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To what extent will RBI liquidity easing help?

By Sheetal Agarwal
April 06, 2016 11:02 IST
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Further cut in repo rate will be good, but a few other issues need to be resolved for better results

The Reserve Bank of India's bouquet of measures to improve liquidity will provide some relief to banks.

The move is also in contrast to its earlier stance that liquidity issues have little to do with the central bank.

The biggest of the three key measures to improve liquidity is the reduction in minimum daily maintenance of cash reserve ratio by banks from 95 per cent to 90 per cent of their net demand and time liabilities (NDTL, or the sum of all deposits with the bank).

Banks will gain Rs 20,000-21,000 crore or Rs 200-210 billion (via increased liquidity), says Madan Sabnavis, chief economist at Care Ratings.

He says a 50-basis-point cut in CRR would have released Rs 50,000 crore (Rs 500 billion).

The reduction in marginal standing facility rate by 75 bps and increase in reverse repo rate by 25 bps will benefit banks in the form of lower cost of funds and higher income, respectively.

The third measure is to lower liquidity deficit in the system from one per cent of NDTL to near-neutral.

While this is again a shift in RBI's stand on maintaining liquidity deficit at one per cent so far, it is positive.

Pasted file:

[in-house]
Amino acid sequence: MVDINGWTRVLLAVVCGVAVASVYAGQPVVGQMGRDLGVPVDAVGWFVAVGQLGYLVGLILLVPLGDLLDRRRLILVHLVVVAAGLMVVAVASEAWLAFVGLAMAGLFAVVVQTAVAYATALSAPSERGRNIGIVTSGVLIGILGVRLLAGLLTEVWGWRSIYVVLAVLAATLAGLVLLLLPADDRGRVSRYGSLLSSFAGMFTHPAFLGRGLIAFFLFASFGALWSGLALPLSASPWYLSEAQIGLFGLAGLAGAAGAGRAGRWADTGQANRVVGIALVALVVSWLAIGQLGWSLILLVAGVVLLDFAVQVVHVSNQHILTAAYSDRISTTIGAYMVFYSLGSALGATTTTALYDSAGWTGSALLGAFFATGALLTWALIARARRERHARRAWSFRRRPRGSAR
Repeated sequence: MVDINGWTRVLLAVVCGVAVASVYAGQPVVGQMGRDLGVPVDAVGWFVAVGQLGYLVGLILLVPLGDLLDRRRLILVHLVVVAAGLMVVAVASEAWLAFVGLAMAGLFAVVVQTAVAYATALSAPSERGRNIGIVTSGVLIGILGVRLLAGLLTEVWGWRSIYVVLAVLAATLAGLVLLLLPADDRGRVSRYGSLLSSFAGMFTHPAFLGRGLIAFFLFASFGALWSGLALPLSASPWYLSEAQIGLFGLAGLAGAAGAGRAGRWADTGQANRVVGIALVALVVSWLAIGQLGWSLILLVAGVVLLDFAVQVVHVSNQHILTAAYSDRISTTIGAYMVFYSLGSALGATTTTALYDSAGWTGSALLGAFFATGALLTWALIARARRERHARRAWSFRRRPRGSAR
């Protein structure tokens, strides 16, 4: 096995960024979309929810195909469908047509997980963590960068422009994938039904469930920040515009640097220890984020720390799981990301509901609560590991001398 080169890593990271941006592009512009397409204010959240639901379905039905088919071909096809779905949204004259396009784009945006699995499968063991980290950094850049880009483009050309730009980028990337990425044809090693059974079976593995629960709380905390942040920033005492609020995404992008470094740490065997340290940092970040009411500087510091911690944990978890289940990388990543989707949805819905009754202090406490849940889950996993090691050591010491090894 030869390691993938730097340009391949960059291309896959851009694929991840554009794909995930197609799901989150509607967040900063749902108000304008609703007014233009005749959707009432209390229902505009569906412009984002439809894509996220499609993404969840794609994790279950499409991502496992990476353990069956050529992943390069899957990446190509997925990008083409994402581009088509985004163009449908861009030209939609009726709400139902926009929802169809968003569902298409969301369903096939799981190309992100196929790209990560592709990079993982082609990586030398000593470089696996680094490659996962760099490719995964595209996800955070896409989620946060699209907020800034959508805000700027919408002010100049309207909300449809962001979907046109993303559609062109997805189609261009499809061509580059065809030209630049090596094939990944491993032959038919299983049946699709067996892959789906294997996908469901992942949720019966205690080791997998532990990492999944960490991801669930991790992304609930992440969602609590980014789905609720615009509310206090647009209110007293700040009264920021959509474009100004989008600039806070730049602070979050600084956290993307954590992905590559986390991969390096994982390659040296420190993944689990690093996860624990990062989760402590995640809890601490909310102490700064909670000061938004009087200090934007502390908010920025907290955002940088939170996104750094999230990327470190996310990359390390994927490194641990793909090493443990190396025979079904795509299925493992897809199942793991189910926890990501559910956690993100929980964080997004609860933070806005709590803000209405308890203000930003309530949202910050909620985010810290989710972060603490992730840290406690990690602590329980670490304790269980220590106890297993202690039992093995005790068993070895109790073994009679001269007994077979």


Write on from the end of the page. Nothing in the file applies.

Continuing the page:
The gains will be gradual as the measure will be executed over 12 months or so.

These measures should improve systemic liquidity and put downward pressure on banks’ cost of funds, enabling them to lower rates. Lower rates are seen as a precursor to loan growth.

For now, the jury is out on whether and how soon banks will cut rates, and to the extent they will gain.

While many experts believe there will be better transmission besides lower cost of funds for banks, Suresh Ganapathy, financials analyst at Macquarie Capital, differs.

Ganapathy says banks will find it difficult to cut deposit rates aggressively.

For liquidity to improve, a decline in government’s cash balance with RBI is crucial.

Tirthankar Patnaik, India strategist at Mizuho Bank, says, “Since February, liquidity deficit was around 2.5 per cent of NDTL.

Government cash balances today are Rs 1.3 lakh crore and form 1.5 per cent of NDTL.

If this is (brought) down to Rs 40,000-50,000 crore (Rs 400-500 billion), liquidity deficit, too, will come down one per cent.”

The RBI head pointed out the excess cash in the system. All these issues need to be resolved for steps to percolate faster and effectively.

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Sheetal Agarwal in Mumbai
Source: source

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